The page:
Political Islam lost opportunity for Turkey to coexist with West - analyst

Political Islam in Turkey has lost the opportunity to mix with Western ideals and local dynamics, and ended up being restricted to parochial Islamism, Turkish political scientist Cengiz Aktar said in a podcast with Nervana Mahmoud, the host of Ahval’s “Turkish Trends” series.

Aktar wrote that Turkey was in a counter-process in terms of westernisation in a recent essay published by Transnational Press, titled, "The Turkish Malaise – A Critical Essay". 

Political Islamism is avenging the process that started during the reign of Ottoman emperor Mahmud II in the early 19th century, he told Ahval.

Aktar criticised those he called optimistic intellectuals who still believed in westernisation.

“Many Westerners still believe that Turkey is a normal country which can be reformed. They argue that all the misdeeds and wrongdoings of the present regime can be reversed, and Turkey can become a normal country,” he said.

Western norms, standards and principles are “fundamentally against the functioning of the political Islam in Turkey, including other countries where Islam has a pretension to govern”, Aktar said.

For Aktar, a mixing of Western ideals and local dynamics could have allowed political Islam to create a Muslim counterpart to Christian democracy, but the opportunity was missed.

The year 2013 was critical in this sense, Aktar emphasised, with two significant events shaping Turkey. The first was a peaceful protest in a public park in the heart of Istanbul which shook the Turkish government.

The Gezi Protests started out as a small sit-in against the proposed destruction of a small park in Taksim, one of the city's few remaining green spaces, to make way for a shopping mall in May 2013. They quickly mushroomed into nationwide mass protests after the extreme methods the police used to break up the demonstration.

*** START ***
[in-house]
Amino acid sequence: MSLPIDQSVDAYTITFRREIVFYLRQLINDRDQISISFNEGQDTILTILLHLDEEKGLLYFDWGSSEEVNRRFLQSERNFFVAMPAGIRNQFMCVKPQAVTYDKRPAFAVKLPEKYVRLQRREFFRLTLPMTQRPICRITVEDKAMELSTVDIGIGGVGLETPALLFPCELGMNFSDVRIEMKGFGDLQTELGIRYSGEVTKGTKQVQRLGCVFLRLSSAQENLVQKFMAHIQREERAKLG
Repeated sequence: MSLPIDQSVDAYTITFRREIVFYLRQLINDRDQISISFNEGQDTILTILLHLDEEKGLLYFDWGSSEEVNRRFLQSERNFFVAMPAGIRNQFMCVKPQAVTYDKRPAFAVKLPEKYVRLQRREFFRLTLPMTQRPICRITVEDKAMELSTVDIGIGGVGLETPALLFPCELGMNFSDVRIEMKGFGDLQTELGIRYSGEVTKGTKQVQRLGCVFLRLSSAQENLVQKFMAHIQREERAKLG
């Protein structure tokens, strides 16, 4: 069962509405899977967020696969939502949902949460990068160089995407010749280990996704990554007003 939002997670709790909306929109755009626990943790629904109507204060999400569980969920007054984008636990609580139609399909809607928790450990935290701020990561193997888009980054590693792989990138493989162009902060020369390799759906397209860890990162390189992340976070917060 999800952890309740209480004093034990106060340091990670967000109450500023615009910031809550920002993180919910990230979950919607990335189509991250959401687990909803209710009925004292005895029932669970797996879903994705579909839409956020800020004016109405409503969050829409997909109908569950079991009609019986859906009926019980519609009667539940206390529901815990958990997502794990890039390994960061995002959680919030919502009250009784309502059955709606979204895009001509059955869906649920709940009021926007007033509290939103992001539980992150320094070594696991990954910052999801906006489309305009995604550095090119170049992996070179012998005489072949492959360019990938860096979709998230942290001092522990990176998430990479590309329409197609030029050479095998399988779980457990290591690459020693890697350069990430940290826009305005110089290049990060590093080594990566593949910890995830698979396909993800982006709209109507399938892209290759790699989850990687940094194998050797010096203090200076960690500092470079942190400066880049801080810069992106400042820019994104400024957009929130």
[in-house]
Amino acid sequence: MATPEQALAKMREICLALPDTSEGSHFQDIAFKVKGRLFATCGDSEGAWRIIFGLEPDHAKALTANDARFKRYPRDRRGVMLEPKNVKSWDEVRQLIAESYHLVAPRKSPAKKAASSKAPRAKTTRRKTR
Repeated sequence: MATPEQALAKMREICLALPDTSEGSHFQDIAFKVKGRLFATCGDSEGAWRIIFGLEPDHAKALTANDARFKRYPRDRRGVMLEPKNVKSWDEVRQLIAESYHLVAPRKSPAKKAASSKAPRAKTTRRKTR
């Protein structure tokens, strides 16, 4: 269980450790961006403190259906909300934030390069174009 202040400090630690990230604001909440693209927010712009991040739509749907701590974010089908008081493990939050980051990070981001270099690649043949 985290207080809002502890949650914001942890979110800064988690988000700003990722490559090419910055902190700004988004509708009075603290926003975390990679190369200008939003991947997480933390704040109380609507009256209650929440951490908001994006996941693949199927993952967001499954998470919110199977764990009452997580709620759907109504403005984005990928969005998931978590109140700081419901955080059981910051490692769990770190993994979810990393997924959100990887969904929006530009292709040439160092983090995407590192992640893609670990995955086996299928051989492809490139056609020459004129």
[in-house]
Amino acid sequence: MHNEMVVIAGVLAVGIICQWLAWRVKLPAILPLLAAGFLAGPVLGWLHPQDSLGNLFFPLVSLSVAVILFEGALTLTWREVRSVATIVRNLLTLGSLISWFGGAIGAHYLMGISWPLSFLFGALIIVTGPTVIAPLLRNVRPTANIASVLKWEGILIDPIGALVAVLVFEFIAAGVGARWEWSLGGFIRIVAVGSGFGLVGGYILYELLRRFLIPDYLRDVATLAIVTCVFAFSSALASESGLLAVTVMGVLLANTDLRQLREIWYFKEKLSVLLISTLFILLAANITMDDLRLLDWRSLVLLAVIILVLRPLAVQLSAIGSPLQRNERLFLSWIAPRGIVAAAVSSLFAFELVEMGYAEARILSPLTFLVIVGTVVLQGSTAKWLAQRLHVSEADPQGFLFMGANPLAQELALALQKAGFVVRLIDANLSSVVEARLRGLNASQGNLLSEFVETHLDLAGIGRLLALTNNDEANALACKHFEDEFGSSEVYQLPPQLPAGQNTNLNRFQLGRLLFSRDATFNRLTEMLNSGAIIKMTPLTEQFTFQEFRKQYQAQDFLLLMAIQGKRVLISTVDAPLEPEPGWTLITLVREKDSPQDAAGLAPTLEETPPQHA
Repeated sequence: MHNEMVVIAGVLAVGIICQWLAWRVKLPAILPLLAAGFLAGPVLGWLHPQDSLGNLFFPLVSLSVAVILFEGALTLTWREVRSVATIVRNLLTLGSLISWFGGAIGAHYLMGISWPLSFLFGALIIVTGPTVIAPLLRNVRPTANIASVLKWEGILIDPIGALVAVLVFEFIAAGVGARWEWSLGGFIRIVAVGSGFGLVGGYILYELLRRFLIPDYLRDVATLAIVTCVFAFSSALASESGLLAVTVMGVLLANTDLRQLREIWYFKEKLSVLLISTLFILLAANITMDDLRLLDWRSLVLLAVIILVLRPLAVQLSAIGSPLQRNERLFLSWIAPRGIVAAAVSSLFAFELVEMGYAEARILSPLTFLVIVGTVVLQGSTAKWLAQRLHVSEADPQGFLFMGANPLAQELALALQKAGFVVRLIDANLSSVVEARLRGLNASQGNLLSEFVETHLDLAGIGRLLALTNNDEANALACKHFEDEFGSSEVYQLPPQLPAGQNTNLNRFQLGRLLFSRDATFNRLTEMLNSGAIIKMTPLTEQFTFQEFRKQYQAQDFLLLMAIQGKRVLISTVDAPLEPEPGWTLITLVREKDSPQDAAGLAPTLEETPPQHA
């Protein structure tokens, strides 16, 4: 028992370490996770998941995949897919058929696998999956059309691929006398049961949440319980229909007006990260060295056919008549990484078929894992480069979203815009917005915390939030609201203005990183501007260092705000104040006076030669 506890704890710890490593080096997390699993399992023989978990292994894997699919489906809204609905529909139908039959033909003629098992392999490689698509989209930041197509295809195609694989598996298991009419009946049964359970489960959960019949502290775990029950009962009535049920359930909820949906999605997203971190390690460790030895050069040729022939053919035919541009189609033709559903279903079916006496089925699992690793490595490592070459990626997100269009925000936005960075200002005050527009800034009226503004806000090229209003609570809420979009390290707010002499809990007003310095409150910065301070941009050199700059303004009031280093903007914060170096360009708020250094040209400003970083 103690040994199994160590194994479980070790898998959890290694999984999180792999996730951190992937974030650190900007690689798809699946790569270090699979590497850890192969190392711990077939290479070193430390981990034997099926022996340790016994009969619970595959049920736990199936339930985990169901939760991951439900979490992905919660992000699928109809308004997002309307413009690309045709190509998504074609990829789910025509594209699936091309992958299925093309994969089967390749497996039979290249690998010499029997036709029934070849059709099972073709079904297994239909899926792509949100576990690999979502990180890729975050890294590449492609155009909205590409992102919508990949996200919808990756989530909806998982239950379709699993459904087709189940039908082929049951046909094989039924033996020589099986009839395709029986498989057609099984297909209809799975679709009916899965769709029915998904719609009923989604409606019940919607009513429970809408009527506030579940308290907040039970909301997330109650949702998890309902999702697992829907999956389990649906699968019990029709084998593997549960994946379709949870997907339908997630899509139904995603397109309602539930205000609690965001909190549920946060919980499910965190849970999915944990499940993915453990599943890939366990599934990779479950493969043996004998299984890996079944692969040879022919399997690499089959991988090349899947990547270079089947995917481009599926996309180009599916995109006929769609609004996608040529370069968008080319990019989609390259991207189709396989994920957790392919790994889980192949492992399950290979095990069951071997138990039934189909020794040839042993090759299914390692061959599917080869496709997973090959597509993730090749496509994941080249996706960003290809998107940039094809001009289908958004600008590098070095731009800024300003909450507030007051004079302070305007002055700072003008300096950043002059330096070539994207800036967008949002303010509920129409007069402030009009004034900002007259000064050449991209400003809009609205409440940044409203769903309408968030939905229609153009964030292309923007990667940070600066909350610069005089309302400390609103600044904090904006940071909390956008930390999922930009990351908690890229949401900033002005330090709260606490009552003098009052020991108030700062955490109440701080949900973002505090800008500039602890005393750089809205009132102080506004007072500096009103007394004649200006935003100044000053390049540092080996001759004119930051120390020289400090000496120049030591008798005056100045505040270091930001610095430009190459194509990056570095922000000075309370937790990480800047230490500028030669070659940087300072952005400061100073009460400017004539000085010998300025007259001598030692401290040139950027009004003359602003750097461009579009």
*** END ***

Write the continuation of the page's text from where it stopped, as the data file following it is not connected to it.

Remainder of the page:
A total of 11 people were killed in the protests over the course of the summer, and another 8,000 were injured by police kettling, tear-gas, water cannons, baton charges and occasional live ammunition.

In December of the same year, a corruption scandal involving top officials of President Recep Tayyip Erdoğan’s government and their family members rocked the political landscape. ‘The Corruption and Bribery Operation’, as it was dubbed at the time, was a criminal investigation that resulted in the detention of 52 members of Erdoğan’s ruling Justice and Development Party (AKP).

Aktar pointed out that the Turkish strongman started to feel “a huge phobia” in the aftermath of the second half of 2013. He disagrees with those who argued that Erdoğan had been against democracy from the very beginning of his political career. 

“This is not true, he started to completely change the way he ruled the country after a certain point,” Aktar said, adding that he had in time become a “full-fledged dictator”.

Aktar also spoke of Turkey’s distraught relationship with the West. For Aktar, Turkey has lost a lot after its relationships with European states began to fail.

“Third countries in Caucasus, Middle East and North Africa have lost as well because Turkey was representing something for these countries,” he said.

That Turkey was a country which would peacefully coexist with the West was an extremely important message for Western countries, Aktar said. “This is gone as well,” he said.

For Aktar, the West also missed an opportunity to include Turkey in the European continent and to solve its problems in cooperation with Turkey. “Therefore, it is a joint failure,” he said.

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